Updated on November 8th, 2023 at 06:37 pm

The Romberg balancing test and your dui arrest

Police officers use a variety of field sobriety tests to determine whether DUI suspects are intoxicated. Some of these tests have been studied and found to be applicable for this purpose, but many have not. Among this latter category, one of the most common tests Milwaukee DUI attorneys encounter is the Romberg balancing test.

How the test works

Subjects are told to stand with their feet together and hands at their side. They are then asked to close their eyes and tilt their head back. A person whose balance has been compromised, whether due to alcohol intoxication, inner ear problems, neurological disease, or some other cause, will exhibit swaying when asked to stand in this position.

The Romberg balancing test was developed in 1853 by German ear specialist Moritz Heinrich Romberg. It was originally intended for medical diagnosis, not assessment of a person’s intoxication. It is still used for this purpose today.

When used outside of a clinical setting, the basic testing procedure may be modified. A police officer may, for example, ask a test subject to stand heel-to-toe, to extend his arms, to estimate 30 seconds while standing in the position, or to touch the index fingers of alternating hands to his nose.

Most of these modifications have not been studied for their use in field sobriety testing situations. The combination of the Romberg balancing test and the finger-to-nose test has been shown to have some validity as an indicator that a subject has been drinking, but it was not able to predict a blood alcohol level above the legal limit.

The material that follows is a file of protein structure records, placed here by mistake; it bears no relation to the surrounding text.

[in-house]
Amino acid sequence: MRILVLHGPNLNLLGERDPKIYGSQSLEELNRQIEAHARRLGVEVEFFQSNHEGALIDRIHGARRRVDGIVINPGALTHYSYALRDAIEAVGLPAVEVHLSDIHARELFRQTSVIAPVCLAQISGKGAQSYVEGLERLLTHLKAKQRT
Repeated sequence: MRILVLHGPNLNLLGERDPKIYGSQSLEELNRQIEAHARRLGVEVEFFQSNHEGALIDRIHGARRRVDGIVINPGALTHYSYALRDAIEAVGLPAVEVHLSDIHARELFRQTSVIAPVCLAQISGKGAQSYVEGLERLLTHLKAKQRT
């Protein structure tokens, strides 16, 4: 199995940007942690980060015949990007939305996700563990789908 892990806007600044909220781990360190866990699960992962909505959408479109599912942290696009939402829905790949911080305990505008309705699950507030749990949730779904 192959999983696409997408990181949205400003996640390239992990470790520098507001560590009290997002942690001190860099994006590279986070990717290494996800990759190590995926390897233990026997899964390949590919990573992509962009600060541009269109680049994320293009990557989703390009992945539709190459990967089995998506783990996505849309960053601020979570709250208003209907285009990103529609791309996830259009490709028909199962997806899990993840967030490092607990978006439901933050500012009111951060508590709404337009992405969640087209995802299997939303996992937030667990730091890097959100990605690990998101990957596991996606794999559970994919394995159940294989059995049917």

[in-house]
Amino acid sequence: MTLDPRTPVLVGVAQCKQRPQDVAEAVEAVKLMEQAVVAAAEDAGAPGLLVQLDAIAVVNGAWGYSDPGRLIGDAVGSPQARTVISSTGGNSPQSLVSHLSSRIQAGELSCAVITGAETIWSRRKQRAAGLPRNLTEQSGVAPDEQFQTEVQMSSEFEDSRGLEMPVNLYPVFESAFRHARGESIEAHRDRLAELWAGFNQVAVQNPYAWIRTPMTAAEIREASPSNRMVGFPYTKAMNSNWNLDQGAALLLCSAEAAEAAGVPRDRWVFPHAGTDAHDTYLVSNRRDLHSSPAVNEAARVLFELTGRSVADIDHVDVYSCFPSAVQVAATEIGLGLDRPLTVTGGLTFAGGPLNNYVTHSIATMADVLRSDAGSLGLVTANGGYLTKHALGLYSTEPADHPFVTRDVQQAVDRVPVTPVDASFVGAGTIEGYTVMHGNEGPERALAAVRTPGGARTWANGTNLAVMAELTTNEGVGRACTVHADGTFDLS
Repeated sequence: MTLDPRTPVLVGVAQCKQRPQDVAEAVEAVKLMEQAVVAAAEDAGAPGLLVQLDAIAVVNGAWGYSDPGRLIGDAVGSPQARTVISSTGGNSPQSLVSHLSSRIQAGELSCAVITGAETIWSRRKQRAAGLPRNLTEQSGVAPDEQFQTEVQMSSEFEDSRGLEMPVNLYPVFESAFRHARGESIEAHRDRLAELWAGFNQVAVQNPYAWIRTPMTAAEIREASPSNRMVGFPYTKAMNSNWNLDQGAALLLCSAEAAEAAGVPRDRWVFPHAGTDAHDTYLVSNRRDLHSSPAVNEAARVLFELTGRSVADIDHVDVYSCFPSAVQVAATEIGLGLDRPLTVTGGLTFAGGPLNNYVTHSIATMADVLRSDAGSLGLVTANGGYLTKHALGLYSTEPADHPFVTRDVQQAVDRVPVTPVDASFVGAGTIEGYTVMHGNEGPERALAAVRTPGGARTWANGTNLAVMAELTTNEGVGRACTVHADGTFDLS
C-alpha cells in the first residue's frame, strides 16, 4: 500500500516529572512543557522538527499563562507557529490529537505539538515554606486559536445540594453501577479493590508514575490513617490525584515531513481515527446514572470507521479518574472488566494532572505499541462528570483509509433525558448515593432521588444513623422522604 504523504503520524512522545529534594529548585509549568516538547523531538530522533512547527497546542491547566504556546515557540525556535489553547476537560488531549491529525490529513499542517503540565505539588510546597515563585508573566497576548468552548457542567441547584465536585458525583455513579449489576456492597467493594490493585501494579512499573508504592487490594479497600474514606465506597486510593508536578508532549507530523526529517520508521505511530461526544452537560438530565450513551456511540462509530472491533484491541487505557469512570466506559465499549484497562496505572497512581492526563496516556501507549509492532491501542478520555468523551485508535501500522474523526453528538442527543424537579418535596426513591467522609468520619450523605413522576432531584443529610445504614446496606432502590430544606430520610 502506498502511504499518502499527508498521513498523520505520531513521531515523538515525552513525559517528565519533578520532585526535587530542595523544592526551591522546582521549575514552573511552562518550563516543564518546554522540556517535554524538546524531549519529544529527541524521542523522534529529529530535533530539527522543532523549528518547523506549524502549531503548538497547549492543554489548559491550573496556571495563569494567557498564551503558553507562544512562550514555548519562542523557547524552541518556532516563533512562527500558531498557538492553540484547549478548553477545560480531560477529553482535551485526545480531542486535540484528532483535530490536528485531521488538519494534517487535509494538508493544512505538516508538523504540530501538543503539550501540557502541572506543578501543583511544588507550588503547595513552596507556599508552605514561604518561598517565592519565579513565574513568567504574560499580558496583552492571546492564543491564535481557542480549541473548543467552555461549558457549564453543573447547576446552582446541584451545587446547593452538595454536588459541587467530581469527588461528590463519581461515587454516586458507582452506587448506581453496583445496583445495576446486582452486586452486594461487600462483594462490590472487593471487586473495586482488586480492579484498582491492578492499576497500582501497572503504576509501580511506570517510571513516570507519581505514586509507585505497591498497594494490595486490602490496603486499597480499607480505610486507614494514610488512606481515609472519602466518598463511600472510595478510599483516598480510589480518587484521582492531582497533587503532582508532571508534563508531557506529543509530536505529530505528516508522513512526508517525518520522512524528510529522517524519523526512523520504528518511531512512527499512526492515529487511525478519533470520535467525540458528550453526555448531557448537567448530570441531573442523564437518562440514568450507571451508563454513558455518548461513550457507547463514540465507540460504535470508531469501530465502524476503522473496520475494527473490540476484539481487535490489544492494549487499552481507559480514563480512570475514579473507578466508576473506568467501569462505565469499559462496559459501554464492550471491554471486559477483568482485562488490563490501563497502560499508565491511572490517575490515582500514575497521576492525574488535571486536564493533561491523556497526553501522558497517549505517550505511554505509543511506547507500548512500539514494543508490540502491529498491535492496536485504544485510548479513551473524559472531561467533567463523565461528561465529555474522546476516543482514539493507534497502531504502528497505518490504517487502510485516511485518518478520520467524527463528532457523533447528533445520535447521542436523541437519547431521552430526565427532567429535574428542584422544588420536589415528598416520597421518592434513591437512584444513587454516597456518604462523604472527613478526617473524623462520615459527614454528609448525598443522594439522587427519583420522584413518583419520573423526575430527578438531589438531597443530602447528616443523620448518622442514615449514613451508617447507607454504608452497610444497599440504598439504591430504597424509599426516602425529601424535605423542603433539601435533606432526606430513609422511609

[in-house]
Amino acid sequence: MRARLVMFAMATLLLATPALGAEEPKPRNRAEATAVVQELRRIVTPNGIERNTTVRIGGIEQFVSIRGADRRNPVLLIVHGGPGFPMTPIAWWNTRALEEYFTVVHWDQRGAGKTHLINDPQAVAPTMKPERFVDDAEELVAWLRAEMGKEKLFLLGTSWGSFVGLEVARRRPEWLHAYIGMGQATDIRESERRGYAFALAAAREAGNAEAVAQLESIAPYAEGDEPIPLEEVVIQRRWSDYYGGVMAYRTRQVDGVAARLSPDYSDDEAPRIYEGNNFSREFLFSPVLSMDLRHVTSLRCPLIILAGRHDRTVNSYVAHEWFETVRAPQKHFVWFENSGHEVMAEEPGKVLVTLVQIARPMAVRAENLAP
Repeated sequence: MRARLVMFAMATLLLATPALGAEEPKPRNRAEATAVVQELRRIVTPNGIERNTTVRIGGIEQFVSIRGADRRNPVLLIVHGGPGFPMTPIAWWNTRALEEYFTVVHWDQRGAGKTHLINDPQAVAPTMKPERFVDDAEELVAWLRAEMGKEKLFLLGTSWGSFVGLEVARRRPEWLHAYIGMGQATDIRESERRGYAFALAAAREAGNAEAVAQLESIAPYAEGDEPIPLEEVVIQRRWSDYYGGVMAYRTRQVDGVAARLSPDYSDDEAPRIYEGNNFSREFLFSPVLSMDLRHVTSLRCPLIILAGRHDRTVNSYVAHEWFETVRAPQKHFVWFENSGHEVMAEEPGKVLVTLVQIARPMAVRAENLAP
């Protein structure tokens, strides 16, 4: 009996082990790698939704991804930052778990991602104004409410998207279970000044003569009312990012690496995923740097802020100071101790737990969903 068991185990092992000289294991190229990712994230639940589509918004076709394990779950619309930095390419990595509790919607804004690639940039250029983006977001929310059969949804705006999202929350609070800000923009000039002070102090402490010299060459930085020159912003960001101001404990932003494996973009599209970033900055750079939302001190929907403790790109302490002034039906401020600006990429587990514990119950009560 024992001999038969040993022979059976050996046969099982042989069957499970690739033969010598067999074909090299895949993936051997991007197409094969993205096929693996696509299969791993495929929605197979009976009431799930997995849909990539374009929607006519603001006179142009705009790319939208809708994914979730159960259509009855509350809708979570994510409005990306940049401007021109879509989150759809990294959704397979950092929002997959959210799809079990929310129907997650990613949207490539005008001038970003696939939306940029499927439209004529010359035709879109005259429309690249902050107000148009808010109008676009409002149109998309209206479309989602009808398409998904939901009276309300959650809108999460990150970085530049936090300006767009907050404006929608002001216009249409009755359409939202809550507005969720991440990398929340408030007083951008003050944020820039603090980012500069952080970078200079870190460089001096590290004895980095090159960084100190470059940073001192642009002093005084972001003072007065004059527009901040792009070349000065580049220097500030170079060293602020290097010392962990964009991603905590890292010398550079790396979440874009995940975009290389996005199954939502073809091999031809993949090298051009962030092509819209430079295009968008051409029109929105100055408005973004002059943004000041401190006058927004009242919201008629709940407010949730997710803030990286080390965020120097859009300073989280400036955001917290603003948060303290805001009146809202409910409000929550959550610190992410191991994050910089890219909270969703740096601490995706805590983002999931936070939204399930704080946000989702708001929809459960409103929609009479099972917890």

Problems with Romberg’s test

The biggest problem with the Romberg balancing test as a measure of intoxication is that alcohol is not the only thing that affects a person’s ability to balance. Injury, fatigue, stress, and the aforementioned inner ear and neurological problems can all have an effect.

Because the arresting officer will not have any idea of how much you would sway when you are sober, there is no possible way to compare your performance at the time of your arrest with a known baseline. Balance tests show large individual differences in performance, even for sober individuals.

If you have been arrested for driving under the influence and you feel that the field sobriety testing was improper or were not correctly administered, an experienced DUI lawyer may be able to attack these results in court. For a free evaluation of your case, contact Attorney Nathan J. Dineen today.